More men named 'Hans' than women in top German government roles
There have been more civil servant state secretaries called ‘Hans’ in the German government than there have been women, an investigation has found.
Zeit Online published its investigation into equality in the federal government on Monday, raising questions of deep divisions and gender discrimination in Germany.
Since 1949, there have been 692 secretaries of state and only three percent have been women, the newspaper reports. In 668 cases a man was selected for this office, while a woman was nominated 24 times.
When women who have been appointed several times have been subtracted from this figure, there have only been 19 female civil servant secretaries of state in total since 1949. At the same time, 24 men whose first names were Hans became state secretaries, and 18 whose names were Karl.
That means that in 69 years of the Federal Republic, more men named Hans than women in general have taken up this important role as administrative head of ministries.
Zeit found men dominate most ministeries even though a gender equality law put into place 17 years ago was supposed to change this. Still in March, the new coalition government said it wants to fill 50 percent of government leadership roles with women by 2025.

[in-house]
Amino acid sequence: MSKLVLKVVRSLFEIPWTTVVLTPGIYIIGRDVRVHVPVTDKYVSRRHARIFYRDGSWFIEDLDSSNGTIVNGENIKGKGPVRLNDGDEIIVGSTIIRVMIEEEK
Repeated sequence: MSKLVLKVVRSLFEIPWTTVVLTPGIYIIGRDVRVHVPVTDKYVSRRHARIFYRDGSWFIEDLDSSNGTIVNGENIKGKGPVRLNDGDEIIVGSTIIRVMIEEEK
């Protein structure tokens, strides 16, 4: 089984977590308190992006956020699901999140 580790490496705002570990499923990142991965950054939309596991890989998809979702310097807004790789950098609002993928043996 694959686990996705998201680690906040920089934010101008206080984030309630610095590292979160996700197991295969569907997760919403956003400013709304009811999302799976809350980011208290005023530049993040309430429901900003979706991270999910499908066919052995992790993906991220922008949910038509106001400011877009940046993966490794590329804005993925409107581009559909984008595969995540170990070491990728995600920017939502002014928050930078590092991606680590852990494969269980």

The investigation also found that there had been 15 secretaries of state named Klaus, 14 Walters and 13 Günthers.
The newspaper interviewed female members of staff at different levels, from women in junior positions to senior executives. Many wanted to raise concerns about the situation but were afraid to speak out publicly for fear of repercussion.
“It’s almost a surreal moment,” Zeit reports, as it discusses a meeting with a source.
“For almost 70 years it has been written in basic law that women and men have equal rights. A woman has been Chancellor of the Federal Republic of Germany for 13 years.
“For a year now, women have been proving in the #MeToo debate that they can break the power structures of complacent male unions.
Angela Merkel has been chancellor since 2005 but there are still too few women in top positions in Germany. Photo: DPA